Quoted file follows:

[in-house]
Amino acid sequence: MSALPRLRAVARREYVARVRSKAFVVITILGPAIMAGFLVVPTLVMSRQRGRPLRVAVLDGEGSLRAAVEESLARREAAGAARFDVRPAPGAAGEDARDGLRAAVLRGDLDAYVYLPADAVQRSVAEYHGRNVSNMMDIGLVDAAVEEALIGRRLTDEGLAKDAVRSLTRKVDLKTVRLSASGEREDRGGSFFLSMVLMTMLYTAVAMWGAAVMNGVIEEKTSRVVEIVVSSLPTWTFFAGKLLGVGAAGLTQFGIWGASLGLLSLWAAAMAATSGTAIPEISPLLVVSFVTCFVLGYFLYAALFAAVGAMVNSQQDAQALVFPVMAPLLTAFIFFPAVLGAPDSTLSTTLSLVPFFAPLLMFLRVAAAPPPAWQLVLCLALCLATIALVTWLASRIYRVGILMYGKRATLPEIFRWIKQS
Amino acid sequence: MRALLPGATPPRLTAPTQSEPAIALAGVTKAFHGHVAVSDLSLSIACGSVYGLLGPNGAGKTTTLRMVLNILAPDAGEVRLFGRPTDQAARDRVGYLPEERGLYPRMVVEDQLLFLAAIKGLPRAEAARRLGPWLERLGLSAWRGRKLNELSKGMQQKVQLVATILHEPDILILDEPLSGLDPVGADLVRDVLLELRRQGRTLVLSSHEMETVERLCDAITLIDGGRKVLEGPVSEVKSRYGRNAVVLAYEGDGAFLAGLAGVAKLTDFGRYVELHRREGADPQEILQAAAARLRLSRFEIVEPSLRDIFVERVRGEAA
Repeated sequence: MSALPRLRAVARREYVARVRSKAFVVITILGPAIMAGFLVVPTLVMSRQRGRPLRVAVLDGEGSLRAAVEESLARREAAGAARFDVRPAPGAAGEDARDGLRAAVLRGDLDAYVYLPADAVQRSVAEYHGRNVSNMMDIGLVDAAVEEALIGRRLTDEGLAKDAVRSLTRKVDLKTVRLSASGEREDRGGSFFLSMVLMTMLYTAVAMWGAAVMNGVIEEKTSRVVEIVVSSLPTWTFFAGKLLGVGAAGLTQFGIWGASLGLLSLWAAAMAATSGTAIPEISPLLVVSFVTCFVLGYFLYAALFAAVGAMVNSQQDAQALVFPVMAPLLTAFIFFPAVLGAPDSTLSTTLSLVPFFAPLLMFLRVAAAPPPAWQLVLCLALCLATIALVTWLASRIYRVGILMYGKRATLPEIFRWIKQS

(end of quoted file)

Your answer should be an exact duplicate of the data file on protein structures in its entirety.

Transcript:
[in-house]
Amino acid sequence: MSALPRLRAVARREYVARVRSKAFVVITILGPAIMAGFLVVPTLVMSRQRGRPLRVAVLDGEGSLRAAVEESLARREAAGAARFDVRPAPGAAGEDARDGLRAAVLRGDLDAYVYLPADAVQRSVAEYHGRNVSNMMDIGLVDAAVEEALIGRRLTDEGLAKDAVRSLTRKVDLKTVRLSASGEREDRGGSFFLSMVLMTMLYTAVAMWGAAVMNGVIEEKTSRVVEIVVSSLPTWTFFAGKLLGVGAAGLTQFGIWGASLGLLSLWAAAMAATSGTAIPEISPLLVVSFVTCFVLGYFLYAALFAAVGAMVNSQQDAQALVFPVMAPLLTAFIFFPAVLGAPDSTLSTTLSLVPFFAPLLMFLRVAAAPPPAWQLVLCLALCLATIALVTWLASRIYRVGILMYGKRATLPEIFRWIKQS
Amino acid sequence: MRALLPGATPPRLTAPTQSEPAIALAGVTKAFHGHVAVSDLSLSIACGSVYGLLGPNGAGKTTTLRMVLNILAPDAGEVRLFGRPTDQAARDRVGYLPEERGLYPRMVVEDQLLFLAAIKGLPRAEAARRLGPWLERLGLSAWRGRKLNELSKGMQQKVQLVATILHEPDILILDEPLSGLDPVGADLVRDVLLELRRQGRTLVLSSHEMETVERLCDAITLIDGGRKVLEGPVSEVKSRYGRNAVVLAYEGDGAFLAGLAGVAKLTDFGRYVELHRREGADPQEILQAAAARLRLSRFEIVEPSLRDIFVERVRGEAA
Repeated sequence: MSALPRLRAVARREYVARVRSKAFVVITILGPAIMAGFLVVPTLVMSRQRGRPLRVAVLDGEGSLRAAVEESLARREAAGAARFDVRPAPGAAGEDARDGLRAAVLRGDLDAYVYLPADAVQRSVAEYHGRNVSNMMDIGLVDAAVEEALIGRRLTDEGLAKDAVRSLTRKVDLKTVRLSASGEREDRGGSFFLSMVLMTMLYTAVAMWGAAVMNGVIEEKTSRVVEIVVSSLPTWTFFAGKLLGVGAAGLTQFGIWGASLGLLSLWAAAMAATSGTAIPEISPLLVVSFVTCFVLGYFLYAALFAAVGAMVNSQQDAQALVFPVMAPLLTAFIFFPAVLGAPDSTLSTTLSLVPFFAPLLMFLRVAAAPPPAWQLVLCLALCLATIALVTWLASRIYRVGILMYGKRATLPEIFRWIKQS